How does the Gift Tax work?

Gift Taxes work in conjunction with the Estate Tax. Essentially, the government makes little distinction for gifts made during ones life (gift tax) and gifts made after ones life (estate tax).

Although Gift Taxes are placed on gifts given away to any person while you are still living, one may still give up to $13,000 as of January 2009 in cash or assets to an unlimited number of people each year without incurring Gift Tax liability. Married couples can give as a couple $26,000 per year to as many people as they want.

But remember, if someone (or a couple jointly) gives more than the limit annually, the excess is applied toward their lifetime gift-tax exclusion, which reduces their estate tax credit at death. Moreover, if at any point the gifts they gave you during their life exceed this unified credit then they must pay a gift tax on the excess amounts over the credit.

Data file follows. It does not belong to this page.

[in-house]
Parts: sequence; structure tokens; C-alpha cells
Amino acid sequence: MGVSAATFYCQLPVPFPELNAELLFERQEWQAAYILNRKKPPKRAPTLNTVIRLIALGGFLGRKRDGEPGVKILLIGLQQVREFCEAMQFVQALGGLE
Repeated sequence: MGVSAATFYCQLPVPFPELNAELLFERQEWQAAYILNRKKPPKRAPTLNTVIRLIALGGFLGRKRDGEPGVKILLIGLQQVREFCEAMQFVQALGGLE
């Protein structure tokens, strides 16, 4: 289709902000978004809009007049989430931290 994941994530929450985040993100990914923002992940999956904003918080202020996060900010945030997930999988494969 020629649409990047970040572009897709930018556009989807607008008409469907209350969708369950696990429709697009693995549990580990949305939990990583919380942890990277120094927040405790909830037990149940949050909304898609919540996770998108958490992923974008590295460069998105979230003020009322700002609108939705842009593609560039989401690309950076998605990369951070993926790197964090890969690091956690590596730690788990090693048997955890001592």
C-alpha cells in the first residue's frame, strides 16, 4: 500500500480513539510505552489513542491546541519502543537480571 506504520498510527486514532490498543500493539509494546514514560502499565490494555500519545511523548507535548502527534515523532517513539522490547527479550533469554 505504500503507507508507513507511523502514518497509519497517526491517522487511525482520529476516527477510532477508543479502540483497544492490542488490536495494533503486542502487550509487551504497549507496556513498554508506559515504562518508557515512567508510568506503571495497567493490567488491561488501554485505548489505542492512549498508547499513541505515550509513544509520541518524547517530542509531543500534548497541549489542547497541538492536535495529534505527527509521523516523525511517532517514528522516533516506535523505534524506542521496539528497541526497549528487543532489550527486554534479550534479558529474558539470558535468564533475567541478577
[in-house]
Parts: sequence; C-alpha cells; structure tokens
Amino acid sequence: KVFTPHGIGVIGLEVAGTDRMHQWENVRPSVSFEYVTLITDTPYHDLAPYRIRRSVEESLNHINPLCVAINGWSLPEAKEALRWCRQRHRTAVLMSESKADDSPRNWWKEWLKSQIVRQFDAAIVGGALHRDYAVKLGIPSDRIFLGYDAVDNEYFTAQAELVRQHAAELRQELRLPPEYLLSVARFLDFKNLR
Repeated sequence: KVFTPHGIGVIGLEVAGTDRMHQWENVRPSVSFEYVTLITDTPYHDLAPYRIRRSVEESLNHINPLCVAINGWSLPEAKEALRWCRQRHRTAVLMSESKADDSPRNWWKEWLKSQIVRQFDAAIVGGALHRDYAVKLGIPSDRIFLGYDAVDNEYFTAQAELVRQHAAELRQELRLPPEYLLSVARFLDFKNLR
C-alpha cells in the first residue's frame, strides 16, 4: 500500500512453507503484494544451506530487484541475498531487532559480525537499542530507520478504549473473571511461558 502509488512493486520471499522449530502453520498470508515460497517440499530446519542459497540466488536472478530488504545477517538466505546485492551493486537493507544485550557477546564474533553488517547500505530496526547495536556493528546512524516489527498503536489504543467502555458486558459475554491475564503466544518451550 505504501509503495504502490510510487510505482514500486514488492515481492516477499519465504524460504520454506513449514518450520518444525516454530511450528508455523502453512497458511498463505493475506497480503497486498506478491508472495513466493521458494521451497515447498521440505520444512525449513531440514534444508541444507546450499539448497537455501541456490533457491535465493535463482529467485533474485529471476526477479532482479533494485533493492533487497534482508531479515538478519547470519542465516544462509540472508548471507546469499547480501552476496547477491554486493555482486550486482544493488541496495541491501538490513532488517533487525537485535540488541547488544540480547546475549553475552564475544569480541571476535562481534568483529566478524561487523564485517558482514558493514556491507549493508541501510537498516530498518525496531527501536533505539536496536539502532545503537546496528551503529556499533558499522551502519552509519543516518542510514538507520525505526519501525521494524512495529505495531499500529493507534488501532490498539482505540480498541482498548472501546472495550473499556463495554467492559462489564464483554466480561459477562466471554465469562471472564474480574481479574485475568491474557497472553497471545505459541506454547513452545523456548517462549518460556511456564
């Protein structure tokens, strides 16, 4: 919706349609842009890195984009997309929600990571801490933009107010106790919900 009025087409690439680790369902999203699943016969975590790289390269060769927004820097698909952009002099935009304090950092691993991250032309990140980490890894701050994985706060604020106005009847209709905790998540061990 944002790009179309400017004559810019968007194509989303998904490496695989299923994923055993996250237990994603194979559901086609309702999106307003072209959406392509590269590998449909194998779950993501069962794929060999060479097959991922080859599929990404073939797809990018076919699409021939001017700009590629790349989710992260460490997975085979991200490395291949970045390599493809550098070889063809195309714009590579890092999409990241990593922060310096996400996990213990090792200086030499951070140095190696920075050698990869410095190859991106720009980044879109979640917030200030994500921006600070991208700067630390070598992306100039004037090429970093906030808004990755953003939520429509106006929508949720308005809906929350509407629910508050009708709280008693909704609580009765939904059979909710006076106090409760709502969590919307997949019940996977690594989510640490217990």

As an aside, any gift transferred between spouses (where both are US citizens) of any size is 100% Gift Tax-Free.  This fact may make it tempting to transfer assets between spouses but must be analyzed in conjunction with an estate plan and a professional estate planning attorney.   This simple gift may result in your family paying a tremendous amount of unnecessary gift/estate taxes.

I would be more than happy to look at your situation and determine the most effective way to help your family transfer their assets.  Contact me for a free consultation at 978-725-9083.

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